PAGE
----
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What are the different stages in the relationship between investors and entrepreneurs?
Both parties’ interests are not entirely aligned with each other, a priori. Beyond a shared objective of enhancing the start-up’s growth, the entrepreneur may have a longer-term perspective and the primary objective to remain in control of his/her business. On the other side of the relationship, a venture capitalist is investing within a limited timeframe, usually around five years, and is looking for the highest possible return on investment (ROI) at the end of this period.
Venture Capital firms (VCs) tend to diversify their risks. Their grail is to invest in a future unicorn, in other words a start-up that will achieve above a one-billion dollar valuation in the medium-term. By earning a valuation multiple of 20, 30, sometimes 100, such high financially performing start-ups enable the investor to make up for the losses incurred from all its portfolio of start-ups that have failed – or at least not substantially grown. This mindset encourages the investor to push the entrepreneurs for seeking higher growth and risk-taking: from the VC perspective, it is deemed crucial to avoid stagnation or niche, narrow markets.
The relation between the entrepreneur and her/his investors - especially when talking about a VC firm - is likely to evolve.
Two key moments characterize the relationship:
- When the start-up raises money, thus enabling the fund to own some of its capital
- When the fund exits. Beside these two key moments, two stages, pre- and post-investment, will occur.
A study conducted at HEC Paris (Sasson, 2018) has shown that a flirtatious relationship prevails in the pre-investment stage when entrepreneur and investor both learn to know each other before the “wedding”. Of course, the marriage contract is limited in time, and the terms of the dissolution are settled in advance - a kind of prenuptial contract. However, when the wedding occurs, the pre-investment stage looks like an engagement and honeymoon.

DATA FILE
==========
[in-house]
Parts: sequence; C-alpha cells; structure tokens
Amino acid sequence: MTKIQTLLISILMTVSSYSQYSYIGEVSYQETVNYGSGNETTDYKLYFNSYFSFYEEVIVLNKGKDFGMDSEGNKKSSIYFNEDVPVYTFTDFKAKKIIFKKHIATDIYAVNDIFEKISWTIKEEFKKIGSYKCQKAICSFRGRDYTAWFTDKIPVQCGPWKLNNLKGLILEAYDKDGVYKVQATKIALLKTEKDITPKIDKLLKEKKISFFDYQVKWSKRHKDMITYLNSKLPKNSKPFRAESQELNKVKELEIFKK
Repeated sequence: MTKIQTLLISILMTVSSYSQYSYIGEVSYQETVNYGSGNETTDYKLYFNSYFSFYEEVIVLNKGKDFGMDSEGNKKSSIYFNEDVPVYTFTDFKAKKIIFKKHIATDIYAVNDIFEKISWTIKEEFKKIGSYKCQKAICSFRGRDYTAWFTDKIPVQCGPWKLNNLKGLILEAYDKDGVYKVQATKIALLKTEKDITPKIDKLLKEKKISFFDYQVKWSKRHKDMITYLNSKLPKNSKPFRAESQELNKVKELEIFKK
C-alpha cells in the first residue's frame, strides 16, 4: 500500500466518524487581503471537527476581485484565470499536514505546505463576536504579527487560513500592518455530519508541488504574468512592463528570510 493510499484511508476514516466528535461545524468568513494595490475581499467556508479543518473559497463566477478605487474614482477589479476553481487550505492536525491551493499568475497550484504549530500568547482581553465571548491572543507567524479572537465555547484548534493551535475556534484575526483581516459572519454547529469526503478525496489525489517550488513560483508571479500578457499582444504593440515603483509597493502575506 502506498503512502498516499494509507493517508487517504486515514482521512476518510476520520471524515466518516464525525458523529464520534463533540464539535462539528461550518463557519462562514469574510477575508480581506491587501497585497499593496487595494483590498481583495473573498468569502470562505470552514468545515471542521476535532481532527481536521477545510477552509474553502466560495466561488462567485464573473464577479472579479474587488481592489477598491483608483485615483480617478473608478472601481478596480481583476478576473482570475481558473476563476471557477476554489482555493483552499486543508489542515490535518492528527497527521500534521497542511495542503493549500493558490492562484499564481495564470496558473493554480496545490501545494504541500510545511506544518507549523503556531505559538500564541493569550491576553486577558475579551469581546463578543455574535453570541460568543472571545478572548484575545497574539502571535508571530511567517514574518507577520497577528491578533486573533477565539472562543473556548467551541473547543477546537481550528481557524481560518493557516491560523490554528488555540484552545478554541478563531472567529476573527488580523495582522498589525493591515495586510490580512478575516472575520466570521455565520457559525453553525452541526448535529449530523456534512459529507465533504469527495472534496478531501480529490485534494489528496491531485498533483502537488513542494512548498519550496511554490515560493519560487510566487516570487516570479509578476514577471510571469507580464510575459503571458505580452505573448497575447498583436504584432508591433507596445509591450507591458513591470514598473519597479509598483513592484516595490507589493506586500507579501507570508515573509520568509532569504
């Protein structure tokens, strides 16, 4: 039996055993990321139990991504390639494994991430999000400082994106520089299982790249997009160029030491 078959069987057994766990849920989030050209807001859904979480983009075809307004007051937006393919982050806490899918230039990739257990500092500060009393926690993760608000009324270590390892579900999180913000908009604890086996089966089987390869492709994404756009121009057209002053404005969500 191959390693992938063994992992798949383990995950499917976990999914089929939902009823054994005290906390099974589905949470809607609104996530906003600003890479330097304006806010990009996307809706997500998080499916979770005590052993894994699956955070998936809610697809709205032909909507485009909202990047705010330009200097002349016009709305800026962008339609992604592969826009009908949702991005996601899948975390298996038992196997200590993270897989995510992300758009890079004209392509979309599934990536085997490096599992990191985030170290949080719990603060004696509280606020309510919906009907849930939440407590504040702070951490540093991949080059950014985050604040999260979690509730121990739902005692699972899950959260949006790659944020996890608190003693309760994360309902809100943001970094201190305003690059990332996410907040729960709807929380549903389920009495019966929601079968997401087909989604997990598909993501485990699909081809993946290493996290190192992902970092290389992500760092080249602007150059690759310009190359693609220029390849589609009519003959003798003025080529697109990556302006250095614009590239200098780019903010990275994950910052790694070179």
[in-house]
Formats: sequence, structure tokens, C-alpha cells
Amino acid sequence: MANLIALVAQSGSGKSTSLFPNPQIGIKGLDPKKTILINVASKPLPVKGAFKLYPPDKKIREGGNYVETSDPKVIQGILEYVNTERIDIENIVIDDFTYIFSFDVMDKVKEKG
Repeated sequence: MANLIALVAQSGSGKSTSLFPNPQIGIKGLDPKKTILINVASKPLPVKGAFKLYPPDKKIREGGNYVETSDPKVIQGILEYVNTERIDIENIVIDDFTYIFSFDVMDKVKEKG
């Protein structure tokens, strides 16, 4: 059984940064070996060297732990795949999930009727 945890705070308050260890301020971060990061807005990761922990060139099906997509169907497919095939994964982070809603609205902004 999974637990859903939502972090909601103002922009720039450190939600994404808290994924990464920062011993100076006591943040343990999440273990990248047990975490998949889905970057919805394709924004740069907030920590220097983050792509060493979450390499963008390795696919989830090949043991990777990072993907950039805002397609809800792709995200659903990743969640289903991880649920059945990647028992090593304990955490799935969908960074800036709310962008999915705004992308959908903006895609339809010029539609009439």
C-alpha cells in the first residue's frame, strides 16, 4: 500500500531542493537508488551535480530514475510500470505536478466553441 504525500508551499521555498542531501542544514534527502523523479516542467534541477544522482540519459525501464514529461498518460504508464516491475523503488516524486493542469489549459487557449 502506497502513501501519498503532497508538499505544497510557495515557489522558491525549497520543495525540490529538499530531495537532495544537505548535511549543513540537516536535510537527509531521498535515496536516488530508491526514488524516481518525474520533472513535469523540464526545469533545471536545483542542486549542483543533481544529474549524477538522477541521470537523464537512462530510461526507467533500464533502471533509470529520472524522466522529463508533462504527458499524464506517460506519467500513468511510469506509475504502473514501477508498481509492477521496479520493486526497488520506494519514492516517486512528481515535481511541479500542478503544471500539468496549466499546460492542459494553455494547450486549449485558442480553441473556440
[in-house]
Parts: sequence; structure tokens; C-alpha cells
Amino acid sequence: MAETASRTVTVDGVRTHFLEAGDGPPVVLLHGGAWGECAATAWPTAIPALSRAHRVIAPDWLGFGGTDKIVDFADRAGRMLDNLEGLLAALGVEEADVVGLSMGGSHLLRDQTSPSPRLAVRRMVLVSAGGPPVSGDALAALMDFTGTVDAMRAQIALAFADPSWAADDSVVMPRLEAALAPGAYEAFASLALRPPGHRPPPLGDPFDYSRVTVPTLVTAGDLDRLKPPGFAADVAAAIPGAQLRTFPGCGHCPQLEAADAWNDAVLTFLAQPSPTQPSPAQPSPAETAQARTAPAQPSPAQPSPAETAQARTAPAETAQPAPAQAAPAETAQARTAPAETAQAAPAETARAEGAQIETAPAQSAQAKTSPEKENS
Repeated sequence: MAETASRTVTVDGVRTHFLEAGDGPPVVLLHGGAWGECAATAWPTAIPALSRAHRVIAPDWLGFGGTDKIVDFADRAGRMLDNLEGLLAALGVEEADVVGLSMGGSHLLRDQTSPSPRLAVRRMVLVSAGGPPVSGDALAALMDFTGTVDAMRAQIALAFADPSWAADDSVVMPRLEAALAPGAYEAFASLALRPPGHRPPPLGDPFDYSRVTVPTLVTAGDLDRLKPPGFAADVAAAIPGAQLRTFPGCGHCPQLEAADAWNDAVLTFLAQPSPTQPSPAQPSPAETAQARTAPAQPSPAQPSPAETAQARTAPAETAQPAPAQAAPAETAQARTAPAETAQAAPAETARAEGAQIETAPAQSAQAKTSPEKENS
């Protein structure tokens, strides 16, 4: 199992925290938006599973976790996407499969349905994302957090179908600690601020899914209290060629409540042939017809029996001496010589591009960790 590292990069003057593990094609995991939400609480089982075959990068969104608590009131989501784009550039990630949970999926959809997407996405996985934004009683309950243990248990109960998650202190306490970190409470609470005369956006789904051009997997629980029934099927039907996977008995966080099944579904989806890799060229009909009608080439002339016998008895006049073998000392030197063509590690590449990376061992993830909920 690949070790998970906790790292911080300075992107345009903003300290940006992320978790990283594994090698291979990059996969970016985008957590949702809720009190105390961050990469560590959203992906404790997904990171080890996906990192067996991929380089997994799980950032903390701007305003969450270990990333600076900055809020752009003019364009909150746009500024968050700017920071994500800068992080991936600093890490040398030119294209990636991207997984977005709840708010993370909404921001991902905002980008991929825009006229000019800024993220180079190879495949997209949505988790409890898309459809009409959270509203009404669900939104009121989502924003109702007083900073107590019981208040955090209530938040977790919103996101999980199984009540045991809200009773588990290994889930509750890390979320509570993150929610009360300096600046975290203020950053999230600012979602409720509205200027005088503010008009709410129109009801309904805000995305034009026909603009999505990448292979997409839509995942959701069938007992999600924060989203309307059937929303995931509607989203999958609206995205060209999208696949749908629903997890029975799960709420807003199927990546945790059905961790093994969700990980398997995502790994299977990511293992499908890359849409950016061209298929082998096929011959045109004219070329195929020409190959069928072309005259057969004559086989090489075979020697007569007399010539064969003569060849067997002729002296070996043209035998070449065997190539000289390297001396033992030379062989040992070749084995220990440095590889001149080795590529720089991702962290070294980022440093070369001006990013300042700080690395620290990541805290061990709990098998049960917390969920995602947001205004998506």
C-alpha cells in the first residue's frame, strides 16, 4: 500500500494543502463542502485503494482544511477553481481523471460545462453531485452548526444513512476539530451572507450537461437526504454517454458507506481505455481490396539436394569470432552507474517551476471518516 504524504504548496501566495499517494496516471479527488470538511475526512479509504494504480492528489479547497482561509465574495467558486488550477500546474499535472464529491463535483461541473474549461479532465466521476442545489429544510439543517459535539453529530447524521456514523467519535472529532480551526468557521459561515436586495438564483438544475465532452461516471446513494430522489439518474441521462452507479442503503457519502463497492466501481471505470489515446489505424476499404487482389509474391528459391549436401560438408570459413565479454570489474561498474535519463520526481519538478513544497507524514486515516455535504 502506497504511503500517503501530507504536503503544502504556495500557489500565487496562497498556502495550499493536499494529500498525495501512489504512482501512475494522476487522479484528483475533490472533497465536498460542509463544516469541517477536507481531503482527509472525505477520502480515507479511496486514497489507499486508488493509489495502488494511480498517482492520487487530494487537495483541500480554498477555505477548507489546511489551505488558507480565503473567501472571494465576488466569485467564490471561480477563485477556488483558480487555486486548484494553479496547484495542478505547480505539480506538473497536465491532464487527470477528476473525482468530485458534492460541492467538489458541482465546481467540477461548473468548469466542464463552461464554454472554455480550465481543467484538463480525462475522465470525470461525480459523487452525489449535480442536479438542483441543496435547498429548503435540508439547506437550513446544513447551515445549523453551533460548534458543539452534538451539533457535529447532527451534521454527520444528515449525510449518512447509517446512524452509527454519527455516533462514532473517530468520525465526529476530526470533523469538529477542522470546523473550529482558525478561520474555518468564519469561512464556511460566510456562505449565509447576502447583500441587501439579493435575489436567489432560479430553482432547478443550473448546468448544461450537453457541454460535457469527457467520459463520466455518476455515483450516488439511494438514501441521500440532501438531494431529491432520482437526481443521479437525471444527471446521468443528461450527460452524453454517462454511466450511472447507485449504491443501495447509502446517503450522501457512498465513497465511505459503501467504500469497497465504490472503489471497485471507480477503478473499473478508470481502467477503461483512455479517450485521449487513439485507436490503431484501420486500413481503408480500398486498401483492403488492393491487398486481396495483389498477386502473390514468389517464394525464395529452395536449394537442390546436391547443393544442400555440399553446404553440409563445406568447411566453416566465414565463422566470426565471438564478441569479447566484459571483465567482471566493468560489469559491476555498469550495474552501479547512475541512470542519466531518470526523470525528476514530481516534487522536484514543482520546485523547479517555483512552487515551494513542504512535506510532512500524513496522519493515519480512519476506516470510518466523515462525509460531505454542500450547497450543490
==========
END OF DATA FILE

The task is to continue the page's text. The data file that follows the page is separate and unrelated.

During this phase, the VC fund and the start-up learn to know and trust each other and to make sure that they both understand how the relationship is going to work, the mutual expectations and the financial terms of going back to their separate lives. All VC firms differ in terms of their average ticket (amount invested in a start-up), their level of portfolio diversification, and their level of industry specialization. Finally, they also differ in the level of their portfolio start-ups’ maturity: VCs can invest in series A, B or C, which relate to successive fundraising efforts by the entrepreneurs. In other words, series are like a first, second, third wedding respectively, each growing bigger in terms of asset sharing. While one VC will invest many small tickets at an early stage of developing start-ups, another one will prefer a few focused investments at a more developed stage, usually in industries that they are familiar with.
The VC firms, just like “parents”, have a choice between two different types of behavior: the hands-on type and the hands-off type.
This pre-investment stage will evolve towards a relationship closer to parenting during the post-investment stage. The VC firms, just like “parents”, have a choice between two different types of behavior. In the hands-on type, besides the money, the VCs also invest their time and resources to work closely with their portfolio start-ups, help them define a strategy and business model, sit actively at the start-up Board of Directors, open their own network and engage as mentors in the start-up’s life and success.
At the opposite end of the scale, the hands-off type of behavior will give prevalence to the entrepreneur’s autonomy, as (s)he is supposed to be the one knowing her/his market and her/his issues best. The investor retains a financial role of funding without engaging any further. Such behavior usually goes hand-in-hand with a diversified portfolio for managing financial risks.